The universe is in fact a multiverse. Countless quantum realities exist, all layered within one another; we’ll call these dimensions, for short.
Each dimension represents one set of possibilities. Essentially, everything that can happen does happen. There’s a dimension where the Nazis won World War II. A dimension where the Chinese colonized America long before Columbus ever sailed over. And a dimension where Brad Pitt and Jennifer Aniston are still married. Even a dimension just like my own, identical in every way, except on one day in fourth grade, that Marguerite chose to wear a blue shirt while I chose to wear a green one. Every possibility, every time fate flips a coin, splits the dimensions yet again, creating yet more layers of reality. It goes on and on forever, to infinity.
These dimensions aren’t off in faraway outer space. They’re literally all around us, even within us, but because they exist in another reality, we can’t perceive them.
Early in her career, my mom, Dr. Sophia Kovalenka, hypothesized that we should be able not only to detect those dimensions but also to observe them—even interact with them. Everyone laughed. She wrote paper after paper, expanded her theory year after year, and nobody would listen.
Then one day, just when it looked like she was going to get permanently written off as a crackpot, she managed to publish one more paper pointing out parallels between wave theory and her work on dimensional resonance. Possibly only one scientist on earth took that paper seriously—Dr. Henry Caine, an English oceanographer. And physicist. And mathematician. And, obviously, overachiever. When he saw the paper, he was able to grasp potential that nobody else had ever seen before in the theory. This was lucky for Mom, because once they became research partners, her work really started to go somewhere.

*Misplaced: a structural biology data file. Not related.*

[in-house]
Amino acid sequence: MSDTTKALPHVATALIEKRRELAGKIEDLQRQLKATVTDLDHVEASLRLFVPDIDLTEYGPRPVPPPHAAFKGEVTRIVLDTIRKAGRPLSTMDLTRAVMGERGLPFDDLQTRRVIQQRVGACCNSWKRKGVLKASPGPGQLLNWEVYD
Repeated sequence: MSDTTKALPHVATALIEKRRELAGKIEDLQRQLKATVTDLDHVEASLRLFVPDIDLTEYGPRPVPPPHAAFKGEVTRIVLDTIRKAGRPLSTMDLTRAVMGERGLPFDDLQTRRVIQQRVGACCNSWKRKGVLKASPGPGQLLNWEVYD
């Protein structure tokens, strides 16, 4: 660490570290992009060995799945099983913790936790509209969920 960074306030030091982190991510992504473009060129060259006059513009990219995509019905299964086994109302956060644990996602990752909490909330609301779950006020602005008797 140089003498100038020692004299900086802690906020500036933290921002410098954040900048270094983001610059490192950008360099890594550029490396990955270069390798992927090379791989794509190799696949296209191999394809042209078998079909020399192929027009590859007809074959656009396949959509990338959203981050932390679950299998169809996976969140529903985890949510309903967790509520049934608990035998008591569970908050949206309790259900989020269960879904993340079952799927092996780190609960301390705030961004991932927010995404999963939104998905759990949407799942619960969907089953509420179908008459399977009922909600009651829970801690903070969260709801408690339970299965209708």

This was even luckier for Josie and me, because Dr. Henry Caine would become our dad.
Fast-forward twenty-four years. Their work had reached the point where it was starting to attract notice even outside scientific circles. The experiments in which they’d shown evidence of alternate dimensions had been replicated by other scientists at Stanford and Harvard; nobody was laughing at them anymore. They were ready to try traveling between dimensions—or, at least, to fashion a device that could make it possible.
Mom’s theory is that it would be very, very difficult for physical objects to move between dimensions, but energy should be able to move fairly easily. She also says consciousness is a form of energy. This led to all kinds of crazy speculation—but mostly Mom and Dad remained focused on building a device that would turn dimensional travel into more than a dream. Something that would allow people to journey to another dimension at will, and, even trickier, to come back again the same way.